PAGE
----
Investments in research by the soybean industry have enabled important innovations to take place. One of these inovations is the soy crayon
. Crayons have always been made with petroleum-based parrafin wax. In 1993, two students at Perdue University created soy crayons as their entry in a Soybean Innovation contest. Dixon-Ticonderoga purchased the rights to the production process of soy crayons.
In 1997 the first soy crayons were introduced by Dixon-Ticonderoa. These crayons are made of 85 % soybean oil. In standard crayons the main component are derivates form petroleum oil. They can now be bought in the main supermarkets (mainly in the US).
Soy crayons have the following advantages:
- Soy crayons are easier to use: they glide smoother and donít flake.
- The colours of the soy crayons are brighter.
- They are safer for children (less toxic).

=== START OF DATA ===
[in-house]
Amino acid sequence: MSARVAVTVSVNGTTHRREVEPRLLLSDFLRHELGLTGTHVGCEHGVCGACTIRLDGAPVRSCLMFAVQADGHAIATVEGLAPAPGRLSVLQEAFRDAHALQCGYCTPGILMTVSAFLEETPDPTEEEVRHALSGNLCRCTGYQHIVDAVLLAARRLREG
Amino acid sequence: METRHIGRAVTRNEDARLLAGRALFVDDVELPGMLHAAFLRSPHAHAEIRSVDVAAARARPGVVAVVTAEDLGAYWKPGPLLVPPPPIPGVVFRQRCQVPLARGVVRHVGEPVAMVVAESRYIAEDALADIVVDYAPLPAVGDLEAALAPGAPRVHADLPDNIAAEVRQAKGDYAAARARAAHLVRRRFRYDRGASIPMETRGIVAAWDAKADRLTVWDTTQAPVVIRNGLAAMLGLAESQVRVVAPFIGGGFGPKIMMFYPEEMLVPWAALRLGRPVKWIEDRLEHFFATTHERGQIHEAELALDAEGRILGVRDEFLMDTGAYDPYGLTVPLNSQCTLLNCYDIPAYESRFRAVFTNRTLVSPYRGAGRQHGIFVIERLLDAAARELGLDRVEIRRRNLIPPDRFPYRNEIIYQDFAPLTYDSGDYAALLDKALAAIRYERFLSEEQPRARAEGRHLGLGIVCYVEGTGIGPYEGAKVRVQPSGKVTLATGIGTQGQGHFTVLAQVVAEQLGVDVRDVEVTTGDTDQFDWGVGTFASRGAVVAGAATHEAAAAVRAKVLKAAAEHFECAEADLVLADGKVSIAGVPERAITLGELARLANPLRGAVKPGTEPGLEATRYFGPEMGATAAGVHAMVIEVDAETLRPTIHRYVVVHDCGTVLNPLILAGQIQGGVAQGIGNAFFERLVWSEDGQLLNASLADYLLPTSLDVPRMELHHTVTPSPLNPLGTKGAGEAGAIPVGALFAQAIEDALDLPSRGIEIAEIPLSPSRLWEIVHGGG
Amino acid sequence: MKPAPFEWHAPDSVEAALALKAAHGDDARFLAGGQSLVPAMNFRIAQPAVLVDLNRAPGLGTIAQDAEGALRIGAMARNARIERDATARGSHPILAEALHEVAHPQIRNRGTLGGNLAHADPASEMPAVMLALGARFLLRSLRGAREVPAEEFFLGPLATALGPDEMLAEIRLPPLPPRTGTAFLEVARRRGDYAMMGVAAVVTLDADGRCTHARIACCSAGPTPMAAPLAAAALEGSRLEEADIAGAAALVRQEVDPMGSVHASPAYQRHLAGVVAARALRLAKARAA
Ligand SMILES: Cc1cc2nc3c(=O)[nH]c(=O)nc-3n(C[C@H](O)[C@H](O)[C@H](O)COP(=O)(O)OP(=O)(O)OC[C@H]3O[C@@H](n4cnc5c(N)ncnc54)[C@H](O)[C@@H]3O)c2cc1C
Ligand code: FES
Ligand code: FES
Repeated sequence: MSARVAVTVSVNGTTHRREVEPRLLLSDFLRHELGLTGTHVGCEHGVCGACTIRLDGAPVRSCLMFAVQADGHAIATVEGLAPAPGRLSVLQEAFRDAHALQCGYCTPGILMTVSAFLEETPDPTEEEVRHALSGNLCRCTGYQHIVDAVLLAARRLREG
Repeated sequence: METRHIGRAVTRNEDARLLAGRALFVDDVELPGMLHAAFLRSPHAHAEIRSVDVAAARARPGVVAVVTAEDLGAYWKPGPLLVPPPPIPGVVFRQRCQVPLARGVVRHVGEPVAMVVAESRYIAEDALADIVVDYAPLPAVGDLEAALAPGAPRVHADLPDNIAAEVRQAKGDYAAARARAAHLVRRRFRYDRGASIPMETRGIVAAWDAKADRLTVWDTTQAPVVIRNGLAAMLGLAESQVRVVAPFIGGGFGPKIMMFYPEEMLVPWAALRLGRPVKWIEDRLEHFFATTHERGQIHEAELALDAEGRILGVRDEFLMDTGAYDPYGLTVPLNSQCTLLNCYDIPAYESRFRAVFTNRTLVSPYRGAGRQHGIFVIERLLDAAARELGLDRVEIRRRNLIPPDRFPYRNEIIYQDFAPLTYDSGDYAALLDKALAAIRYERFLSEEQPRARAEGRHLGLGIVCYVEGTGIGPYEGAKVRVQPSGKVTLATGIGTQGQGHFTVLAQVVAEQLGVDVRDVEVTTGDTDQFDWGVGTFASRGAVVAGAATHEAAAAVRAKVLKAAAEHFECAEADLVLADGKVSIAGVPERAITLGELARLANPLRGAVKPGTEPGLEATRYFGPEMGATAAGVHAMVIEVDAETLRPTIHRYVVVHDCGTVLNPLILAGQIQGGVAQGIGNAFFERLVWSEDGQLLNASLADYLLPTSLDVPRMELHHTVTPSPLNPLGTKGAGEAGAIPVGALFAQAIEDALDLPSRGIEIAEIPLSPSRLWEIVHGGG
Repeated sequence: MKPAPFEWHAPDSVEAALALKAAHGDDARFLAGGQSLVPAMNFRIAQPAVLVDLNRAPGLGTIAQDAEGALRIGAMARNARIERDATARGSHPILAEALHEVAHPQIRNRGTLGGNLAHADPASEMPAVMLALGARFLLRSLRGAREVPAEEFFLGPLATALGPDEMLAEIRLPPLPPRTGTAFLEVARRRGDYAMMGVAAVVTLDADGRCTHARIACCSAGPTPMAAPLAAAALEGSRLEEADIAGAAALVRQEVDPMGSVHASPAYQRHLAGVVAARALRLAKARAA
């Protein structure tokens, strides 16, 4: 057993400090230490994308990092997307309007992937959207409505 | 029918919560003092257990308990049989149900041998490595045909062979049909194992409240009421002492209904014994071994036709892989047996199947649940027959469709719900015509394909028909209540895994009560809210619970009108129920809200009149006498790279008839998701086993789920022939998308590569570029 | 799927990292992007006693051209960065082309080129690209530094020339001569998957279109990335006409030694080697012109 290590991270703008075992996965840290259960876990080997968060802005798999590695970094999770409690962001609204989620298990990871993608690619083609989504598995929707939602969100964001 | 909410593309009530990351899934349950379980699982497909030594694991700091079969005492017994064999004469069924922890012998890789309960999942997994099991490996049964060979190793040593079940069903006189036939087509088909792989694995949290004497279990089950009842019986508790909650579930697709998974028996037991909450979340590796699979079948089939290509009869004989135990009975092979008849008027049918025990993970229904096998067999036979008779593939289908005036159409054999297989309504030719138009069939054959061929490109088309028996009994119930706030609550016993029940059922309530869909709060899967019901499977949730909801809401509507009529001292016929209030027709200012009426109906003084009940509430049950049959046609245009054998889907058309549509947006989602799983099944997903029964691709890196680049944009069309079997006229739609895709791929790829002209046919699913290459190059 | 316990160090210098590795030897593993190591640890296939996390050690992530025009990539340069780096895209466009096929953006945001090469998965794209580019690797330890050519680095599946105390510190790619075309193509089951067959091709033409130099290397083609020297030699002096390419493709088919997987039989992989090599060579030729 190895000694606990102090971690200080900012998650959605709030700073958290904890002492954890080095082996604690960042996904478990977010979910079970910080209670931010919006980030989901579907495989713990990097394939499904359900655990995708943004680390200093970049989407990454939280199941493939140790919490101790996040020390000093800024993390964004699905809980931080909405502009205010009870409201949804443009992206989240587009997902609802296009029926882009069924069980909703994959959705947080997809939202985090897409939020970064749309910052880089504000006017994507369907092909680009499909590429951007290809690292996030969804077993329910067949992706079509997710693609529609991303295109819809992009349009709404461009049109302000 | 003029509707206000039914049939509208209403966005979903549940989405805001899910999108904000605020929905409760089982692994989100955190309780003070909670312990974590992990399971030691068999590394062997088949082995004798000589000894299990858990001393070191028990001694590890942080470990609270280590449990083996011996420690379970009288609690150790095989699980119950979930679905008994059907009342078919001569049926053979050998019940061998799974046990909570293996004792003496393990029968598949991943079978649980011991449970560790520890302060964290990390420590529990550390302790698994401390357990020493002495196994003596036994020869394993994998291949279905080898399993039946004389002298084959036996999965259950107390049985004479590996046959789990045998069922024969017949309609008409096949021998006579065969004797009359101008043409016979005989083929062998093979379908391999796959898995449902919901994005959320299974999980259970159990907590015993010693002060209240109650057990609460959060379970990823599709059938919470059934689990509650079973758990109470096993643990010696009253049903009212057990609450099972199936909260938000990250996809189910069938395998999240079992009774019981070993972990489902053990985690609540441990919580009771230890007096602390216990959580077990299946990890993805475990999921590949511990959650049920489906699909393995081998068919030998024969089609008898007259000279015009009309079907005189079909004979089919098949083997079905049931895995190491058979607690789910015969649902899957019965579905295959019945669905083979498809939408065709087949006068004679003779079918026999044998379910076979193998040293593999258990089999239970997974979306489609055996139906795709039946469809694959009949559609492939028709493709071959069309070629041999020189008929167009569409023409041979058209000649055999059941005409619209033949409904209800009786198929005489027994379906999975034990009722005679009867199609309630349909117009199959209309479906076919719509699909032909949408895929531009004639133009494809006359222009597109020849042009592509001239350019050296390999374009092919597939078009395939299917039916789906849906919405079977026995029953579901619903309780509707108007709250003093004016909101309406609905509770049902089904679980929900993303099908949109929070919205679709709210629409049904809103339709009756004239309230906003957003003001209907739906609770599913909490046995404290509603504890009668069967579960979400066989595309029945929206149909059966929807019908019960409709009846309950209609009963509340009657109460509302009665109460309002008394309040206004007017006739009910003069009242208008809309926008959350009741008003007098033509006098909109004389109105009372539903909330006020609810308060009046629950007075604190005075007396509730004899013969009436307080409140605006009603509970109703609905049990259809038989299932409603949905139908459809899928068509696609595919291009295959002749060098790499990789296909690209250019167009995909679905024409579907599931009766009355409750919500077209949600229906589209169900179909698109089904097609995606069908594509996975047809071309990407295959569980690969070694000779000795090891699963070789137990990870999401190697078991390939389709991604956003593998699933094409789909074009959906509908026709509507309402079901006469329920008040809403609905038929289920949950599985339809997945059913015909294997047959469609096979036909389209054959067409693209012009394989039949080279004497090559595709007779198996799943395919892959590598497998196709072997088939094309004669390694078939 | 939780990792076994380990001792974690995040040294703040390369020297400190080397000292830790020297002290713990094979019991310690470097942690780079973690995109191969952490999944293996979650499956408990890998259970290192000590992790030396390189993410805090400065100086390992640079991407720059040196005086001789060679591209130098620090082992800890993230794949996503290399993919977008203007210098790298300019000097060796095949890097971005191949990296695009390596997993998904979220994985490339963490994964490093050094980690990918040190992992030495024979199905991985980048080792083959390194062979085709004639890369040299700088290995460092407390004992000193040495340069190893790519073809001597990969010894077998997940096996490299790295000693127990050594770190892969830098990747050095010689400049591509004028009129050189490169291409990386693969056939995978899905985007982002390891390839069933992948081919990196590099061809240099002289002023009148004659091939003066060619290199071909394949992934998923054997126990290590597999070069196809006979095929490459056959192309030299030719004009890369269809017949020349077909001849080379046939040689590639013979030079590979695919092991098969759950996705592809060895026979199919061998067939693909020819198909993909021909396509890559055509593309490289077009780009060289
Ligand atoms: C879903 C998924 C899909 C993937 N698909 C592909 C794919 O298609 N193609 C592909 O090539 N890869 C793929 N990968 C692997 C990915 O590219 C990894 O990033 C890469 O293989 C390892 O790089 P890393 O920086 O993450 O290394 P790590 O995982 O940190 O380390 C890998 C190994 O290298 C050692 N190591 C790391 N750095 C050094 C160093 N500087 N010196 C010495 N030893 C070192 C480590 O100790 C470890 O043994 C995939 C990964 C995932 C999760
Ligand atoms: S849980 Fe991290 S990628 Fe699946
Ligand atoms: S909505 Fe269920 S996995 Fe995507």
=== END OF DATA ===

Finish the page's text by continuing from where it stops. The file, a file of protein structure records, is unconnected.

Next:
- Soy crayons are better for the environment. Soy crayons are completely biodegradable and are made from renewable resources.
Crayon rocks are crayons in the form of a small rock and are made of soy wax derived from USA grown soybeans and colored with mineral pigments. They are made and marketed by a company with the name of their product: Crayon Rocks. The manufacturer claims that their crayon rocks are specially shaped to encourage the tripod grip, develop fine motor skills, provide handwriting practice and handwriting skill. They are ideal for teaching children with sensory processing disorders or other special needs such as cerebral palsy or autism. The colors are vibrant and can be layered to make beautifully textured art work.